Offices are closing. Travel is restricted. Employers are scrambling to knock together hasty virtual setups and access to corporate networks for workers now required to .
At the beginning of the year, few predicted that the spread ofwould have such an effect on our daily lives, our work environments, and day-to-day business operations.
As the coronavirus outbreak spread worldwide, we become reliant on our household internet connections, and for many, the dream of being able to work from home has dissolved into a confusing nightmare.
There are many freelancers and contractors out there who are used to remote work; however, countless employees once based in the office are now left to master the tools available for teleconferencing on their own.
Once, Skype was a key tool for communicating remotely. However, Microsoft's software has been overtaken by Zoom, a video communications platform that many of us at ZDNet consider easier to use, more lightweight, and without the same spam problems.
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One of Zoom's key strengths is its simplicity, but this does not mean that the platform is without a variety of advanced features that remote workers will find useful for improving their productivity. Below, we'll show you how to get started, and also offer some tips and tricks that experienced users may be missing out on.
Let's get started: Zoom basics
First of all, head over to Zoom in your browser. The platform is compatible with Windows, Mac, Linux, iOS, and Android. The layout will be slightly different depending on whether you are on desktop or mobile.
There are four plans available; the most popular now likely being the free tier, in which virtual meetings can be held with up to 100 participants, 1-on-1 meetings without a time limit are possible, and meetings with multiple participants can be held for up to 40 minutes. (When your time is up, you can simply restart a meeting if need be.).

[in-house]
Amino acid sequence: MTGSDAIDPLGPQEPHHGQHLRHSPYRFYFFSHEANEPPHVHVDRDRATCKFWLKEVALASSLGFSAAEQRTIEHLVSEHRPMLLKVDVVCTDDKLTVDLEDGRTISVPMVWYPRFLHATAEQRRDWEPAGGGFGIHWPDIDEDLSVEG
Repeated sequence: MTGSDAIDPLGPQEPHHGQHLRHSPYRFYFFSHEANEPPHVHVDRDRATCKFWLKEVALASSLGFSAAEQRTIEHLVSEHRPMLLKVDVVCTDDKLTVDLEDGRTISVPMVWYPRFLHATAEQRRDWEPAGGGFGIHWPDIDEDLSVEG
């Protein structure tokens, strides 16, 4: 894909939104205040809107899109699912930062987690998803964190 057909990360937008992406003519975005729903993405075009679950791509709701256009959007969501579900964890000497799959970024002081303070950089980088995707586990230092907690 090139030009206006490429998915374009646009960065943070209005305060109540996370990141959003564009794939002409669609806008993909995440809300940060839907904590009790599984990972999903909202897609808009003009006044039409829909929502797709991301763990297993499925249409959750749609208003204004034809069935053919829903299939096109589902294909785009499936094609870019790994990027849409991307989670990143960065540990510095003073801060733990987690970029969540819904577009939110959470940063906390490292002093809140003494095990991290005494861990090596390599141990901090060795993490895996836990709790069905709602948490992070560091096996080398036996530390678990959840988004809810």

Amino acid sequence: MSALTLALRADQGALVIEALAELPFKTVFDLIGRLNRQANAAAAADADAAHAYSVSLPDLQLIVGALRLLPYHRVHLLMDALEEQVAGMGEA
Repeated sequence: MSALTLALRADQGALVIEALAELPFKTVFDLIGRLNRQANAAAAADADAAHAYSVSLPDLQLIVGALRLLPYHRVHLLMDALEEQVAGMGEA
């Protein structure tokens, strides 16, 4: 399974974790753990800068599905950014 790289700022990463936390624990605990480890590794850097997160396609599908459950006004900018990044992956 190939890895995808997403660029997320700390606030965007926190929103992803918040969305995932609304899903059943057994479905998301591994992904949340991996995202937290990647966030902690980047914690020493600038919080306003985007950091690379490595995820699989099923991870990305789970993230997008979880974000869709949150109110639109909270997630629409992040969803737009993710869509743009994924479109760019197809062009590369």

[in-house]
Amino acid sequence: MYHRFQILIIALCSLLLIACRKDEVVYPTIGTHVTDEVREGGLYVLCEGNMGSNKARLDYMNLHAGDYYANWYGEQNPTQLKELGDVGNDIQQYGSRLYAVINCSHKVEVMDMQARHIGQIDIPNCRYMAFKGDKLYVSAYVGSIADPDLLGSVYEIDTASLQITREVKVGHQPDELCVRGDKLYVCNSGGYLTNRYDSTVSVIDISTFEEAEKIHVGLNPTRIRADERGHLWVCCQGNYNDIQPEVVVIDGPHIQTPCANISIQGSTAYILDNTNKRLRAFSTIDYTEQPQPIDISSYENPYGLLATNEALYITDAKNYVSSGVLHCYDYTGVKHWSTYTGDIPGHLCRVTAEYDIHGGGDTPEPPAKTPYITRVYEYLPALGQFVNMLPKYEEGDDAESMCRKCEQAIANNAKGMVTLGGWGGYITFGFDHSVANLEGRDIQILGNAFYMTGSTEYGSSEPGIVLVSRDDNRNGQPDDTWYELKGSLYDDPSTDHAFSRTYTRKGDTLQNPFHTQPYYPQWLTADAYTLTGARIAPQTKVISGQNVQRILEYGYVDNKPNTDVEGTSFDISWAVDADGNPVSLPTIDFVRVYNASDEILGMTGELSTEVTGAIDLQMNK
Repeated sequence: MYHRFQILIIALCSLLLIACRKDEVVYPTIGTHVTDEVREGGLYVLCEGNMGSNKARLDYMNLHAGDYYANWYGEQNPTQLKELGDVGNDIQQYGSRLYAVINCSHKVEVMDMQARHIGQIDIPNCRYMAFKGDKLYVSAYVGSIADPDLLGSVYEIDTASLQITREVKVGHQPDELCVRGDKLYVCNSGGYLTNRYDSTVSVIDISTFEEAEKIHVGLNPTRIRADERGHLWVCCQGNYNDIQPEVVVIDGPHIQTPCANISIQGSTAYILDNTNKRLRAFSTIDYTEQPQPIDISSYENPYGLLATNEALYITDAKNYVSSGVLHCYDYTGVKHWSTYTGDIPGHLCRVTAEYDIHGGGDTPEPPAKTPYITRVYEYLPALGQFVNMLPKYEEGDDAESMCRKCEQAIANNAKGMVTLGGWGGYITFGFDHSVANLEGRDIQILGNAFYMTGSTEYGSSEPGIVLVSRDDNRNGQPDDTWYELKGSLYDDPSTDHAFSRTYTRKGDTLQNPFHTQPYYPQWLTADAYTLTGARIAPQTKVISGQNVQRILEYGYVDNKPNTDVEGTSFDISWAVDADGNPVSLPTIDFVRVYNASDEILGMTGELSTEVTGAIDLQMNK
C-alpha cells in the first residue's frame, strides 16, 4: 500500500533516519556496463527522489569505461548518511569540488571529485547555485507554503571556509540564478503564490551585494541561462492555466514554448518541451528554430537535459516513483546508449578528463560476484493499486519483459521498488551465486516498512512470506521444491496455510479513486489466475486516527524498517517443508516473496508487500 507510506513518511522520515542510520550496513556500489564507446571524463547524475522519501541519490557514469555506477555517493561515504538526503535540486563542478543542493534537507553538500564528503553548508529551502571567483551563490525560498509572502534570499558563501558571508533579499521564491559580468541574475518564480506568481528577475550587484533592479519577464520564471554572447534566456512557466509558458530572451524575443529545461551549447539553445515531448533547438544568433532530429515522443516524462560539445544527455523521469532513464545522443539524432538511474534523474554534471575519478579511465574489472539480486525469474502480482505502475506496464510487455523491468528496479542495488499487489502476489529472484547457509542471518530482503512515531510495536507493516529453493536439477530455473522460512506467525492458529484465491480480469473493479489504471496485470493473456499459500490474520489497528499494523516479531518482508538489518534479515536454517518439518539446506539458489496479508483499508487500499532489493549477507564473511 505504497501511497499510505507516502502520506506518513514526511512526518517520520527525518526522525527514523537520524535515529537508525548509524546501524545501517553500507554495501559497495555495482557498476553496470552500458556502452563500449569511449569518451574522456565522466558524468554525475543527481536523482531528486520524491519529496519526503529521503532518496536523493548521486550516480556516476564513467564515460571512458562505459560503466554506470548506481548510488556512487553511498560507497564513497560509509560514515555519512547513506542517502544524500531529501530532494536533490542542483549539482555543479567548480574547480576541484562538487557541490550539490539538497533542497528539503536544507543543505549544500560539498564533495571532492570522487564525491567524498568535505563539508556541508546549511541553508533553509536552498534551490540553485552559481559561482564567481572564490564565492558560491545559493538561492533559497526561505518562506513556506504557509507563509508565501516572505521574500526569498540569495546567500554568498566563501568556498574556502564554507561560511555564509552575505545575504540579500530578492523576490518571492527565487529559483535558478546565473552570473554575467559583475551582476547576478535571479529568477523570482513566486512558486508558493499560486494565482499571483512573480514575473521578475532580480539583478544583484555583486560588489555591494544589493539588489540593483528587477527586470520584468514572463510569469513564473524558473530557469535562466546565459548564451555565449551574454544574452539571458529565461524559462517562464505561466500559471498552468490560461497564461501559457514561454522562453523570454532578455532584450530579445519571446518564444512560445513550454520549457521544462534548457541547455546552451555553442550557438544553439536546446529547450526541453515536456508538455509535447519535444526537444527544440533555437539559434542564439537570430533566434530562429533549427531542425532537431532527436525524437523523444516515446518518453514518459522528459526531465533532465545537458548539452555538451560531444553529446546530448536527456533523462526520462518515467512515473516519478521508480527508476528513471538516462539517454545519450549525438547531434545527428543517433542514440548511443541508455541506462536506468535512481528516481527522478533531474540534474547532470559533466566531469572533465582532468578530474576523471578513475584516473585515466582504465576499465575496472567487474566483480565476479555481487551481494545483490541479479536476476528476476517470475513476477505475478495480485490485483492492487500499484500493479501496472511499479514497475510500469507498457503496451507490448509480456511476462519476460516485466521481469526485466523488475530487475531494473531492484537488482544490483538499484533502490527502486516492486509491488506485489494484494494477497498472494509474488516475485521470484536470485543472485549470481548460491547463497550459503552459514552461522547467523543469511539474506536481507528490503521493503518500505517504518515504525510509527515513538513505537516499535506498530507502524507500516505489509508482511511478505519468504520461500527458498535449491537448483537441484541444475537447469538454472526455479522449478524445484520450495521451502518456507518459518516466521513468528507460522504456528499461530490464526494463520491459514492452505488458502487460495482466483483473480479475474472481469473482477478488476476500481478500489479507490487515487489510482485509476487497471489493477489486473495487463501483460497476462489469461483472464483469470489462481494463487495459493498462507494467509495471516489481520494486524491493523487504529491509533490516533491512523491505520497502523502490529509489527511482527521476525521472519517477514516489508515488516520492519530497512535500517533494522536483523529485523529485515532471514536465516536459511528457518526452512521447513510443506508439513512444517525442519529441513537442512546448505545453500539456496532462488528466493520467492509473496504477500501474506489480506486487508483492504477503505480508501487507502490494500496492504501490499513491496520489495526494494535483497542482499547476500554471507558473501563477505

The free option also allows users to conduct meetings in HD video and with audio, participants can join via their PC or a telephone line, and both desktops and apps can be shared.
Zoom's Pro, Business and Enterprise packages come with additional features, including an increase in meeting duration limits, cloud recording and storage, Skype for Business interoperability, single sign-on options, and company branding.
It is possible to join a meeting just from your browser, but in the interests of longevity and avoiding browser limitations, you should download the application.
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To start using Zoom, make your choice (browser or a direct download) and then sign up. You will be prompted to type in your work email -- but any will do -- or sign in through either Google or Facebook.
At the next prompt, Zoom will ask for permission to send resources including product videos and how-to guides your way. Either click "confirm" or "Set Preferences;" the latter option being to receive emails once a week, once a month, or never. Make your selection.
By now, a confirmation email should have landed in your inbox. Open the message, click "Activate Account" or paste the included confirmation link into your browser, and then at the next prompt, you will need to complete account creation with your name and a strong password.
If you wish, on the next screen, you can invite your colleagues to also create an account. If not, click "Skip this step."
Now you can choose to create a test meeting if you like, as well as add Zoom as an extension. There are various plugins available including a Google Chrome extension, Mozilla Firefox extension, Microsoft Outlook plugin, and IBM Notes plugin. If you will be using Zoom for the foreseeable future for work purposes, you may want to select and install appropriate add-ons now.
Once you've launched your test meeting, you will be met with a screen similar to below, containing the meeting's URL and the option to invite others. We will go through the core features of the meeting system in a moment, but for now, let's head over to the web portal, zoom.us, to make sure that the correct settings are enabled -- and that you know how to create and launch a meeting.
The web portal
On the Zoom website, head to "Your Account" in the top-right to manage your profile.
You can change details under the "Profile" tab such as your name, picture, default meeting ID, password and time zone.
Next, head to "Settings." Here, you can adjust settings implemented by default, including whether or not video is automatically enabled when you -- or participants -- join a meeting; whether or not participants can join a scheduled meeting before the host arrives.
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In the interests of security and to prevent scammers from hijacking a meeting, you should make sure you use strong passwords.